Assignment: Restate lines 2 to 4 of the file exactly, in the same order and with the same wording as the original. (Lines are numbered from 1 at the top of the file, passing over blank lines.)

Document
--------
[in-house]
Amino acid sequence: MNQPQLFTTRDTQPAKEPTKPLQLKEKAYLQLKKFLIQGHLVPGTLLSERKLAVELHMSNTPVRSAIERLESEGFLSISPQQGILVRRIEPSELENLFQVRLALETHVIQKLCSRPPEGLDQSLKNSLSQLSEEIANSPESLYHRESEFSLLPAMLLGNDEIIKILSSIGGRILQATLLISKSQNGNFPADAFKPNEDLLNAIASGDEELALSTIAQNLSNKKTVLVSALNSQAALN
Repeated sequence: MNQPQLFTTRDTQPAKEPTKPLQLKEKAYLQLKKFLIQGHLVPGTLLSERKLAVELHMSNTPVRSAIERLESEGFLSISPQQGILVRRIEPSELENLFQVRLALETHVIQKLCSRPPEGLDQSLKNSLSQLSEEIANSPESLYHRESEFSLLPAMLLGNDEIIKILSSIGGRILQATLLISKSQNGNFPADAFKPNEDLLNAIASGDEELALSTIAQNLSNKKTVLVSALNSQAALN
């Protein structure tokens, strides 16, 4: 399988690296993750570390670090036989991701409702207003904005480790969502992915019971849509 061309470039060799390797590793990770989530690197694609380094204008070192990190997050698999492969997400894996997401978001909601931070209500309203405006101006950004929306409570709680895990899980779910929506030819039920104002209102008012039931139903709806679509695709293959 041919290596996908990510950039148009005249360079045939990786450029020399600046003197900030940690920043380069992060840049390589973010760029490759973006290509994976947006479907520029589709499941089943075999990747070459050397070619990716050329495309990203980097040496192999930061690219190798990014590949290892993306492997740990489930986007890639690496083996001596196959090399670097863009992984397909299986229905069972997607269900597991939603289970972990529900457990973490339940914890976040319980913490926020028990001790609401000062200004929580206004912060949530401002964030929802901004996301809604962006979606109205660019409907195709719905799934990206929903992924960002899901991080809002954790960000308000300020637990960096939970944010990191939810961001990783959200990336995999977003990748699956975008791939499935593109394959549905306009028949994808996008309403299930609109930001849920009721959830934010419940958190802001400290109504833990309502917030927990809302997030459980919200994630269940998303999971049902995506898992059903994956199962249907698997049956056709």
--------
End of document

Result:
Amino acid sequence: MNQPQLFTTRDTQPAKEPTKPLQLKEKAYLQLKKFLIQGHLVPGTLLSERKLAVELHMSNTPVRSAIERLESEGFLSISPQQGILVRRIEPSELENLFQVRLALETHVIQKLCSRPPEGLDQSLKNSLSQLSEEIANSPESLYHRESEFSLLPAMLLGNDEIIKILSSIGGRILQATLLISKSQNGNFPADAFKPNEDLLNAIASGDEELALSTIAQNLSNKKTVLVSALNSQAALN
Repeated sequence: MNQPQLFTTRDTQPAKEPTKPLQLKEKAYLQLKKFLIQGHLVPGTLLSERKLAVELHMSNTPVRSAIERLESEGFLSISPQQGILVRRIEPSELENLFQVRLALETHVIQKLCSRPPEGLDQSLKNSLSQLSEEIANSPESLYHRESEFSLLPAMLLGNDEIIKILSSIGGRILQATLLISKSQNGNFPADAFKPNEDLLNAIASGDEELALSTIAQNLSNKKTVLVSALNSQAALN
């Protein structure tokens, strides 16, 4: 399988690296993750570390670090036989991701409702207003904005480790969502992915019971849509 061309470039060799390797590793990770989530690197694609380094204008070192990190997050698999492969997400894996997401978001909601931070209500309203405006101006950004929306409570709680895990899980779910929506030819039920104002209102008012039931139903709806679509695709293959 041919290596996908990510950039148009005249360079045939990786450029020399600046003197900030940690920043380069992060840049390589973010760029490759973006290509994976947006479907520029589709499941089943075999990747070459050397070619990716050329495309990203980097040496192999930061690219190798990014590949290892993306492997740990489930986007890639690496083996001596196959090399670097863009992984397909299986229905069972997607269900597991939603289970972990529900457990973490339940914890976040319980913490926020028990001790609401000062200004929580206004912060949530401002964030929802901004996301809604962006979606109205660019409907195709719905799934990206929903992924960002899901991080809002954790960000308000300020637990960096939970944010990191939810961001990783959200990336995999977003990748699956975008791939499935593109394959549905306009028949994808996008309403299930609109930001849920009721959830934010419940958190802001400290109504833990309502917030927990809302997030459980919200994630269940998303999971049902995506898992059903994956199962249907698997049956056709």